The ways in which they are different depend on the type and severity of the stroke. People who used to be night owls may find themselves tired and ready for bed by eight o’clock at night. A small cold can knock a stroke victim off his or her feet for days. One glass of wine will have the potency of three or four. People who used to enjoy large social gatherings may now find those events difficult and exhausting. These changes, in addition to new physical limitations, take some getting used to.

With hard work, many stroke victims are able to live relatively self-sufficient lives. They can cook, take care of themselves, even drive. Many can live independently, though they might be walking with a cane or a brace. However, some abilities may never fully return, and adjusting to this can be emotionally challenging for the patient and his or her family.

The active involvement and support of family members can make a world of difference during and after recovery. If a spouse is the primary caregiver, other family members can help with regular visits so the spouse can take a break. Caregivers may also find that participating in a support group of other caregivers is extremely helpful.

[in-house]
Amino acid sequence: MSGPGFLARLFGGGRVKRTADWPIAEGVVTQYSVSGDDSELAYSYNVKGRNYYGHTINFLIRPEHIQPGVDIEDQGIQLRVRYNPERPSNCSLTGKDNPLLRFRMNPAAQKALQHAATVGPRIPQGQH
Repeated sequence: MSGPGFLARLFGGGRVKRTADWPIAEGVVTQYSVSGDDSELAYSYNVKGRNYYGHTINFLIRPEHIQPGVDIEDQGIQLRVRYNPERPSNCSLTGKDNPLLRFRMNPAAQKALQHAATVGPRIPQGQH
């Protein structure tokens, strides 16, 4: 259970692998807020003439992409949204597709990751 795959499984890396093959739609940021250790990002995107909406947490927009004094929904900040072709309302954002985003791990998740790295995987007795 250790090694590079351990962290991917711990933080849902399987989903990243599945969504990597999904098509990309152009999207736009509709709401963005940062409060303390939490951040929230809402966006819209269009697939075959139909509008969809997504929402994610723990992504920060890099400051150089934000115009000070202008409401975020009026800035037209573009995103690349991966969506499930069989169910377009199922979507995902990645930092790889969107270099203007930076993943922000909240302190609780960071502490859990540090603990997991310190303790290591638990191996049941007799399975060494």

Go for it!

People recovering from a stroke should try to do as much as they can safely, and families should encourage patients to strive for a life that is as normal as possible. This sometimes means resisting the urge to lecture or nag recovering stroke victims about changing their life-style habits. Of course it would be better if Uncle Joe used less salt on his food and quit smoking, but Uncle Joe is coping with enough major change already as a result of his stroke. Badgering him to make more adjustments and reminding him about his bad habits will not help in the recovery process. However, if and when he decides to make healthy life-style modifications, loving support from family and friends is invaluable.

Dr. Morpurgo is a physiatrist, specializing in rehabilitation and physical medicine. He is director of rehabilitation services at Cayuga Medical Center. He can be reached at his office at (607) 277-4097.